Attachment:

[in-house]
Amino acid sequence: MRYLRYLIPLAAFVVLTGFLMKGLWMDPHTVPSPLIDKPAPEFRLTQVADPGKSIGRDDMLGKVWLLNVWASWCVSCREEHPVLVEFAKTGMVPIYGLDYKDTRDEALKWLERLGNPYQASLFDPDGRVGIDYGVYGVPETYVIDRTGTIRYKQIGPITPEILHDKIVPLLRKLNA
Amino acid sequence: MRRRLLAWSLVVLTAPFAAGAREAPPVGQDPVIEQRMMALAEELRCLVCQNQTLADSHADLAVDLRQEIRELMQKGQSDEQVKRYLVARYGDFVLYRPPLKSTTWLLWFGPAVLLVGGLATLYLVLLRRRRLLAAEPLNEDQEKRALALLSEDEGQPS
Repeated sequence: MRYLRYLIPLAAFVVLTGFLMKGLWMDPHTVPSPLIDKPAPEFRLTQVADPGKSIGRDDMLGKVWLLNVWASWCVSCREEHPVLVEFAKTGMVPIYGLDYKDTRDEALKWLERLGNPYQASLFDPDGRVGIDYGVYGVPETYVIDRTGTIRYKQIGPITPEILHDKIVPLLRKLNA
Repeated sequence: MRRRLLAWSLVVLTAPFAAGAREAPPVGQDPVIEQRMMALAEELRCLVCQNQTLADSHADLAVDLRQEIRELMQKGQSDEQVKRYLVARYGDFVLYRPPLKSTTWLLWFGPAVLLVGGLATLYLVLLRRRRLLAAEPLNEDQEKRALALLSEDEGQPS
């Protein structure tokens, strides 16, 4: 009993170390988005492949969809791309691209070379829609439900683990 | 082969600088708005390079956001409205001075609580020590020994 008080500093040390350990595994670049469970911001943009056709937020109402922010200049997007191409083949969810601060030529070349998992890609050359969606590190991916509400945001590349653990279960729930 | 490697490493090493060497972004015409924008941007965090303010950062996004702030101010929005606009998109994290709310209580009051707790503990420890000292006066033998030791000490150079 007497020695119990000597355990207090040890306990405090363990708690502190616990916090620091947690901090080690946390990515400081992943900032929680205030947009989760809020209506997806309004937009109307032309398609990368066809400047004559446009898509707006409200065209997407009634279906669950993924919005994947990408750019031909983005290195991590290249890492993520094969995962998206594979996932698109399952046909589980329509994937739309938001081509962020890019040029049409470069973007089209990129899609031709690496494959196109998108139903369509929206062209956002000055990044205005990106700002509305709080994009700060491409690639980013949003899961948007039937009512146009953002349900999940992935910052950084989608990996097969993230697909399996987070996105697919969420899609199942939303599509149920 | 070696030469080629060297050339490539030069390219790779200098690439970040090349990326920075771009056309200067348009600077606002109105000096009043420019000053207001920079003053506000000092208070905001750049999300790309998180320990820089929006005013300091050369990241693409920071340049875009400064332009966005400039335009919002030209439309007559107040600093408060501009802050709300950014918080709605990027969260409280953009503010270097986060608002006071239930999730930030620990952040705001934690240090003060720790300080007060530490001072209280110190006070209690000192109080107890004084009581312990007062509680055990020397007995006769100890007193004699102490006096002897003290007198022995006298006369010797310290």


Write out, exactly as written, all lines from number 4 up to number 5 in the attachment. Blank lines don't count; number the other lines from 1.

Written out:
Repeated sequence: MRYLRYLIPLAAFVVLTGFLMKGLWMDPHTVPSPLIDKPAPEFRLTQVADPGKSIGRDDMLGKVWLLNVWASWCVSCREEHPVLVEFAKTGMVPIYGLDYKDTRDEALKWLERLGNPYQASLFDPDGRVGIDYGVYGVPETYVIDRTGTIRYKQIGPITPEILHDKIVPLLRKLNA
Repeated sequence: MRRRLLAWSLVVLTAPFAAGAREAPPVGQDPVIEQRMMALAEELRCLVCQNQTLADSHADLAVDLRQEIRELMQKGQSDEQVKRYLVARYGDFVLYRPPLKSTTWLLWFGPAVLLVGGLATLYLVLLRRRRLLAAEPLNEDQEKRALALLSEDEGQPS